A white circular structure ringed with pink clusters of old stars, a bright star to the right and various distant galaxies

Credit: ESA/Hubble and NASA

Galaxies can take many forms — elliptical blobs, swirling spiral arms, bulges, and disks are all known components of the wide range of galaxies we have observed using telescopes like the NASA/ESA Hubble Space Telescope. However, some of the more intriguing objects in the sky around us include ring galaxies like the one pictured above — Zw II 28.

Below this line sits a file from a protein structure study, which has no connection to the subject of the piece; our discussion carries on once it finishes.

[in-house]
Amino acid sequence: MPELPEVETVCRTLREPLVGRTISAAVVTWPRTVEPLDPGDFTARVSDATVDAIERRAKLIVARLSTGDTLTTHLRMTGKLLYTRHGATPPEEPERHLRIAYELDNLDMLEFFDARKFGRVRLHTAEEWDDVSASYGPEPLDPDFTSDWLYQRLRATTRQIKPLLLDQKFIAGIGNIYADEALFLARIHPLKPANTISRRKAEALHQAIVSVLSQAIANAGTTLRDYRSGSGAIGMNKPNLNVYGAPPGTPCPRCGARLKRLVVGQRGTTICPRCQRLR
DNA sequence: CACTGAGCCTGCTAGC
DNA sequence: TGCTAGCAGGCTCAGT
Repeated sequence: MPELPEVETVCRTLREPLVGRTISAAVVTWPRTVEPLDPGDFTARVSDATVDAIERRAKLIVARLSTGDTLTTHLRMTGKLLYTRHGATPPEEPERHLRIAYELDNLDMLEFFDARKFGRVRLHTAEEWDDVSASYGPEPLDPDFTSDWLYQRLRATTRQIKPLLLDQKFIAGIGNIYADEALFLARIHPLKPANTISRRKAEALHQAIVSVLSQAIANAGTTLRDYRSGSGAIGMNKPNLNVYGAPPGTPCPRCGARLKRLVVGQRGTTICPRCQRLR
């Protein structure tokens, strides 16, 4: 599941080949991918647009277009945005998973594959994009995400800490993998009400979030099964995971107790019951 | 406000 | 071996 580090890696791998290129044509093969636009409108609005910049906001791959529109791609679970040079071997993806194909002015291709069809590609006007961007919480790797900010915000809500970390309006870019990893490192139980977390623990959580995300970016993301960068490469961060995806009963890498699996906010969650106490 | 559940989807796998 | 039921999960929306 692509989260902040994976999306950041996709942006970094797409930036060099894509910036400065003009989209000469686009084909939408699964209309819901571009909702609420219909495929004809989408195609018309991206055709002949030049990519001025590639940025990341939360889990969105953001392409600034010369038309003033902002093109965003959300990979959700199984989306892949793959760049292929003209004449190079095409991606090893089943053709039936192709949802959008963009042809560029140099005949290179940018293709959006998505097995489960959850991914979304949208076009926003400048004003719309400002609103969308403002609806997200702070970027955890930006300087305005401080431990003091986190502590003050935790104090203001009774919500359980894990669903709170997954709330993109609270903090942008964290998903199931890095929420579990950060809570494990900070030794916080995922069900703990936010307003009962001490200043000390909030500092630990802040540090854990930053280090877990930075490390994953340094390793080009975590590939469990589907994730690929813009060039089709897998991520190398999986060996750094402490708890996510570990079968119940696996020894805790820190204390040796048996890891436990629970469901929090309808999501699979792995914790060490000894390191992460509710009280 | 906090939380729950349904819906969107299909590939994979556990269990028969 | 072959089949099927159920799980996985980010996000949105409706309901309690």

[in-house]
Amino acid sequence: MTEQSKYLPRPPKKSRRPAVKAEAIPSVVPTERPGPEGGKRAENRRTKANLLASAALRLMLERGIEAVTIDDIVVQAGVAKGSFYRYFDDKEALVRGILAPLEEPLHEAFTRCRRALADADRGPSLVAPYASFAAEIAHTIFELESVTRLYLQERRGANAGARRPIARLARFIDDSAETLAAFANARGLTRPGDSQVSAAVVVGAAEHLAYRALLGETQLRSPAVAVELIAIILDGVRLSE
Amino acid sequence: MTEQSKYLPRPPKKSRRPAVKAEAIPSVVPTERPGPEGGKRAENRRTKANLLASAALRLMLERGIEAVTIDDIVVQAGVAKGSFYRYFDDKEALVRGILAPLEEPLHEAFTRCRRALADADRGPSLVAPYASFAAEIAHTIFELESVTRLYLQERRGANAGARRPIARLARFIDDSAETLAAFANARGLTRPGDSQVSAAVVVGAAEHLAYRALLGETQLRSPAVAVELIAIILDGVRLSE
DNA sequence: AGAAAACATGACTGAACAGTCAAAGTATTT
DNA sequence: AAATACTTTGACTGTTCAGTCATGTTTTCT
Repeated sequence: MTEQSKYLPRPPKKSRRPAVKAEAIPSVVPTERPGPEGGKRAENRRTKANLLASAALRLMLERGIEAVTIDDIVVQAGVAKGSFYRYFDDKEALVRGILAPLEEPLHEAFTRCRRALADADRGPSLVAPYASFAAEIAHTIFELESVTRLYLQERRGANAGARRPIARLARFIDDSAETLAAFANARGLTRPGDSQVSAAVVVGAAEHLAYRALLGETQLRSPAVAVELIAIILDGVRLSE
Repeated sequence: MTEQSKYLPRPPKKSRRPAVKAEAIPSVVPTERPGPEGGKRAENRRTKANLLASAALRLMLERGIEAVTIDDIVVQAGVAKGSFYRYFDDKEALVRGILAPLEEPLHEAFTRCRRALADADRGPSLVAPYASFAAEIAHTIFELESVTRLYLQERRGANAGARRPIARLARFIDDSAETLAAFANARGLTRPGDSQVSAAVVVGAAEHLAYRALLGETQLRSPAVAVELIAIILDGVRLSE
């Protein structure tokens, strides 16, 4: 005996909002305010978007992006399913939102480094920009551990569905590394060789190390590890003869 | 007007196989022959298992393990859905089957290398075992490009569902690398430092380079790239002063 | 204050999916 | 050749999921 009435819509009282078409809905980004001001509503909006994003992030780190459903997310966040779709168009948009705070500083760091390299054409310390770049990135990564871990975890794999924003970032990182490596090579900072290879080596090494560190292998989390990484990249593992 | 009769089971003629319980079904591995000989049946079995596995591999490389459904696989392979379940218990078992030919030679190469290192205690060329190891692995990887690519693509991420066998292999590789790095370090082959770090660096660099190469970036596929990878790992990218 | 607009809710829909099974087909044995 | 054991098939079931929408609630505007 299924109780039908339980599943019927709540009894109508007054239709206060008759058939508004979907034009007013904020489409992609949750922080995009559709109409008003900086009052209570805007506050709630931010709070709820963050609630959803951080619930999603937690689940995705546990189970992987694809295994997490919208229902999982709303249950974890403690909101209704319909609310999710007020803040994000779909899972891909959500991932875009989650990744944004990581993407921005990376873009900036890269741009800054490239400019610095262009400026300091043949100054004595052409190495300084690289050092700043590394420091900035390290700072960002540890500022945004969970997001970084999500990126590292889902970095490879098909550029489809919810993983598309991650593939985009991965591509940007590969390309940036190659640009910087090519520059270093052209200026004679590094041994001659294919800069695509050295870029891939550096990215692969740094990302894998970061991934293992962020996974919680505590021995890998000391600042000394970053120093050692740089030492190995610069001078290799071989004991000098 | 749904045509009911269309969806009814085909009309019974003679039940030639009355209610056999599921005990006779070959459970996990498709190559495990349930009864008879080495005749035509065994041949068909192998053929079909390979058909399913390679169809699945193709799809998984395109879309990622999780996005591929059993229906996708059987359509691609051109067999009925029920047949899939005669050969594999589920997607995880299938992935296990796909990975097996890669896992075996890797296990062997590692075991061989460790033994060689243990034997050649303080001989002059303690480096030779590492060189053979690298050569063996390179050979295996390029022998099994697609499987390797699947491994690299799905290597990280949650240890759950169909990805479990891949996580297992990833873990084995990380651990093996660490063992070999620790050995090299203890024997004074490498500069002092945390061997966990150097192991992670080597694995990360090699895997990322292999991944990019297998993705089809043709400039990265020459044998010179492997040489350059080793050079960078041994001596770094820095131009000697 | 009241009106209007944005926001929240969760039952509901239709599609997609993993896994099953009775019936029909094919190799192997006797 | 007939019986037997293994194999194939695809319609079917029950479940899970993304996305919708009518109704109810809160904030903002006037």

Ring galaxies are mysterious objects. They are thought to form when one galaxy slices through the disk of another, larger, one — as galaxies are mostly empty space, this collision is not as aggressive or as destructive as one might imagine. The likelihood of two stars physically colliding is minimal, and it is instead the gravitational effects of the two galaxies that cause the disruption.

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